The episode then continues to put Daffy through the paces of a variety of animated questions, all done in a fluid sequence of gags, orchestral hits and bits, and Daffy’s one sided dialogue. What, for example, happens when you take away his voice briefly? How about when he doesn’t even look like a duck anymore, save his voice? All in all, this episode proves to both be quintessential Looney Tunes but also unlike anything else in the show’s long run- where a literally unseen hand constantly and silently breaks the fourth wall. (Who the narrator is though, is a gag in it of itself. The answer might present itself quite clearly to long-times fans.)

“All right, wise guy. Who’s responsible for this?”

From my own point of view, Duck Amuck is not only brilliant, but required watching for those who want to understand the animated medium boiled down to its very nuts and bolts…all while making for a highly entertaining segment that indeed is very Daffy Duck despite it being nothing like any of his other outings. The pacing and flow of the short is superb, and the transitions (as well as those unseen questions) happen in rapid sequence, which in turn actually causes Daffy consternation, annoyance, and final outright anger at the mysterious source of his misfortune through the show.

Perhaps more interesting yet is still the fact that it’s an animated short that is about the medium itself, beyond Daffy as a front-man. The duck is self-aware that he’s in “an animated cartoon,” and loudly complains about the incompetence of the unseen artist who in turn is the animator himself- which means Duck Amuck in turn is an episode that’s also about the creativity and sorts of zany things animators can in fact do- with the template simply being “this is Daffy Duck in a Looney Tunes short. Go wild! And remember to make it funny!”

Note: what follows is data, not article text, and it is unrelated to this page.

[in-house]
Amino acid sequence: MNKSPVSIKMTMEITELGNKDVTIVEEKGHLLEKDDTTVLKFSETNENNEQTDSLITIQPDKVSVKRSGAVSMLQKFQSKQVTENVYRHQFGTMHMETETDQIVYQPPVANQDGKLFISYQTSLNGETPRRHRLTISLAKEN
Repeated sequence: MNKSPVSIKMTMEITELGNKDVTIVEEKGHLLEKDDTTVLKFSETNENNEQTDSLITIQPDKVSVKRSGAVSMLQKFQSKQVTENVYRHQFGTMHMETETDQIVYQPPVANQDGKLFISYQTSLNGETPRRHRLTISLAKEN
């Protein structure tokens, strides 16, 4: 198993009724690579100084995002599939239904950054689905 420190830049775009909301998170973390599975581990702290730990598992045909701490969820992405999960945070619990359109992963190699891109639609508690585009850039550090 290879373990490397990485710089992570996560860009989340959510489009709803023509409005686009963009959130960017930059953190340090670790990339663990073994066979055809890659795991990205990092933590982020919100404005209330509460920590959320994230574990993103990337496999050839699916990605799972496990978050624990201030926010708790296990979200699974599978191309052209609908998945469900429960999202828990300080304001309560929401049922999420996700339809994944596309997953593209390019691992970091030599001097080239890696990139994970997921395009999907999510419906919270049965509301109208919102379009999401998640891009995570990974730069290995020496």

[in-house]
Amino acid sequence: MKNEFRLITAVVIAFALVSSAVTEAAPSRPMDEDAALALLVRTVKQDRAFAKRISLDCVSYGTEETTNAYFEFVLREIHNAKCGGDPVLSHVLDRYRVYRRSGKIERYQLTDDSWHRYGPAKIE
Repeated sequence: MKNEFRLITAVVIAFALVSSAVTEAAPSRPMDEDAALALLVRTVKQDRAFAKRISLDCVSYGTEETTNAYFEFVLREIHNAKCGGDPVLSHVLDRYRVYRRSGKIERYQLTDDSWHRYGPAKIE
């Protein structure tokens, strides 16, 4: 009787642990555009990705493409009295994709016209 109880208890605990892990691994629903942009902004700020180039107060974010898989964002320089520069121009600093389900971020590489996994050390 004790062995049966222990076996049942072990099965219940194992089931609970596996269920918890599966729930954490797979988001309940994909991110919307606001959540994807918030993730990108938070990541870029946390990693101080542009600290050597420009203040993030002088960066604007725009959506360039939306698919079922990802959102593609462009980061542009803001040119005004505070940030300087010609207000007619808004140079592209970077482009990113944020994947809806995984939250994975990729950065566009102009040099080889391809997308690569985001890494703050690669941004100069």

Duck Amuck’s simple brilliance continues to shine well over 60 years from its debut. In that sense, Daffy’s character survived intact in this short the final test for all animation- the passage of time- and the presentation and unmistakable presence of this classic ‘toon has succeeded with flying colors in that key regard. In fact, Duck Amuck found itself selected for preservation in the National Film Registry in the US Library of Congress- a rare honor for an animated cartoon- and only one of three episodes helmed by Jones that has that distinction. High praise, indeed.

Happy New Year! (The Bills made the playoffs!) Like what you see? Love the Looney Tunes or Daffy Duck? Leave a comment!


Random Episode Ramblings #1: “Not What He Seems” (Gravity Falls)

A while back, a certain reader of mine requested at some point that I take a look at individual episodes of some shows. I considered the proposal and ultimately decided that it’d make another good series to write that would keep me going for a while…the only hard part being that I had to parse down to singular episodes I really liked. Most of the time, I usually am thinking about shows in their totality because I’m writing the graded reviews that are a major focus of this blog, and I also know other bloggers already do this kind of analysis…but I’m here to put the “AniB spin” on it. (I suppose I can grade episodes too!) So here’s the first episode I’ll talk about: “Not What He Seems,” from Gravity Falls.